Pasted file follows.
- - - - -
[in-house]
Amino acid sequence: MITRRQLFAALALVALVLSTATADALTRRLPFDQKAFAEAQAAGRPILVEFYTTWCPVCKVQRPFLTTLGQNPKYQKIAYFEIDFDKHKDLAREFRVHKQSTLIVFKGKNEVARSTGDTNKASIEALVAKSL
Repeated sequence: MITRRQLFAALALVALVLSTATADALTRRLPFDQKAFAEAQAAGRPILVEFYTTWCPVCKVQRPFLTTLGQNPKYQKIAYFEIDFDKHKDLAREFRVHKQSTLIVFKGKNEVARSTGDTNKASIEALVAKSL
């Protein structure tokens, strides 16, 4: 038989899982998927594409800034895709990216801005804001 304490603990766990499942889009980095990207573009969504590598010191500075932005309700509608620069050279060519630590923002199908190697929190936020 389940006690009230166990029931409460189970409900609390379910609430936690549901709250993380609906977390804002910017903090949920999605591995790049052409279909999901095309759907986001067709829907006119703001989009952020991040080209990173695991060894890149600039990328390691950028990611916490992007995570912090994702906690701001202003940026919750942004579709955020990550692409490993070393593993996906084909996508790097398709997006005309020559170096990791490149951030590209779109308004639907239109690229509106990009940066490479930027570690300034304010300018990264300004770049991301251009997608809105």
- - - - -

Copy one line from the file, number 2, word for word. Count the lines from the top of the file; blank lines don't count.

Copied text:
Amino acid sequence: MITRRQLFAALALVALVLSTATADALTRRLPFDQKAFAEAQAAGRPILVEFYTTWCPVCKVQRPFLTTLGQNPKYQKIAYFEIDFDKHKDLAREFRVHKQSTLIVFKGKNEVARSTGDTNKASIEALVAKSL